Having read the legal papers in this case, a few things were particularly shocking to me (and after all these years, folks, I don’t shock easily). The husband withdrew hundreds of thousands of dollars from his bank account and then “forgot” what he did with the money. At exactly the same time,  Rabbis Ralbag and Ginsburg allegedly mysteriously received payments from a third party for fifty thousand dollars each, which they promptly invested in lucrative bank shares.

Nor was this an isolated case. In the sworn testimony of a Mr. Fred Frankel, Rabbi Ralbag said he charged one hundred thousand dollars for a heter, at least half in cash. Rabbinical judges, as I understand it, aren’t allowed to make any profit at all for their work, according to Halacha. Nevertheless, the UOR defendants argue that “fees surely vary from case to case depending on each case’s difficulty” and “a large fee may have been requested in the Frankel case because Rabbi Ralbag did not want to take the case and assumed that the prospective party would be deterred if the fee was high enough.”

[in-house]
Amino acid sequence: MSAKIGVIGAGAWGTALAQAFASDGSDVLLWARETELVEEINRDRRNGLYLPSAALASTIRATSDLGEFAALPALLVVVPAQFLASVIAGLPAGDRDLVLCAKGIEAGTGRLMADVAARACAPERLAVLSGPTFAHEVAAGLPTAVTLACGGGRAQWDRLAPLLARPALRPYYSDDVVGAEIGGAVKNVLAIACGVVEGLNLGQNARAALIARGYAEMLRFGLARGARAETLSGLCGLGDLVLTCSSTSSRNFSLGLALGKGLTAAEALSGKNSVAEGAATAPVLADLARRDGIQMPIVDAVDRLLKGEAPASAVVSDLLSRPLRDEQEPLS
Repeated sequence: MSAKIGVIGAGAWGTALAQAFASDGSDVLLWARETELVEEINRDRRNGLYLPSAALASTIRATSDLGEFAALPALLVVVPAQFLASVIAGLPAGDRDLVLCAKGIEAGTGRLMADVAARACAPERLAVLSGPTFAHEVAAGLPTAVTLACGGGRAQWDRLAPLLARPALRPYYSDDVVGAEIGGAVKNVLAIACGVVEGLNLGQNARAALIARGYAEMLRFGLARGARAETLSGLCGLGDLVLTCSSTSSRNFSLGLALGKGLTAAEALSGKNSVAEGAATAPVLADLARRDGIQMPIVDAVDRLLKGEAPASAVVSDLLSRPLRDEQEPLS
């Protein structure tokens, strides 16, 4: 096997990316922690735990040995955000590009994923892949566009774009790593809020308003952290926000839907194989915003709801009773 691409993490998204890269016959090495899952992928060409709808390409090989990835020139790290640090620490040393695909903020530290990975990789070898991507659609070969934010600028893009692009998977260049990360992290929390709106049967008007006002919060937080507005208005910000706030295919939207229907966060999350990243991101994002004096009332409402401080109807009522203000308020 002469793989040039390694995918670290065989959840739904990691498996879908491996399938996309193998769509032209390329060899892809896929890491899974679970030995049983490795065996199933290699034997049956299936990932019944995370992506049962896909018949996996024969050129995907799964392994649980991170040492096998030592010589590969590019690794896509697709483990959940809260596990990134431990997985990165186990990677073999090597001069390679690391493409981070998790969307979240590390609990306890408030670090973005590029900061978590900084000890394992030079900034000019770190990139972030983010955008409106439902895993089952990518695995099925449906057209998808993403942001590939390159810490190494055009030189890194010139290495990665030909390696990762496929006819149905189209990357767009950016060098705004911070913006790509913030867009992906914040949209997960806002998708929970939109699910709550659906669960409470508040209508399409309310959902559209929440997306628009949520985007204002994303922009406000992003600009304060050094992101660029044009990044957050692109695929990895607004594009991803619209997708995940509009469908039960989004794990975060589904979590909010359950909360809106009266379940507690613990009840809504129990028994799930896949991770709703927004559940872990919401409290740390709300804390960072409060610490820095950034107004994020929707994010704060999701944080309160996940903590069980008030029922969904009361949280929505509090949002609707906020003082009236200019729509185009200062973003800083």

This is what Chayie Sieger has to say: “Throughout their motion papers, the UOR defendants huff and puff about how outrageous it is that an Orthodox woman would turn to the secular courts for relief. And, in theory, they are right. I would have much preferred to have been able to resolve this case in a fair hearing before impartial and respected Rabbinical judges. But because there is no appellate protection against corrupt and abusive Beit Din practices, especially for women, I had no choice but to appeal to the fair and just procedure of the New York legal system… I have been waiting for two and a half years… During this time, I have endured constant threats, humiliation, attacks on my reputation, and personal and business pressures that I never dreamed possible and cannot even begin to describe to the court.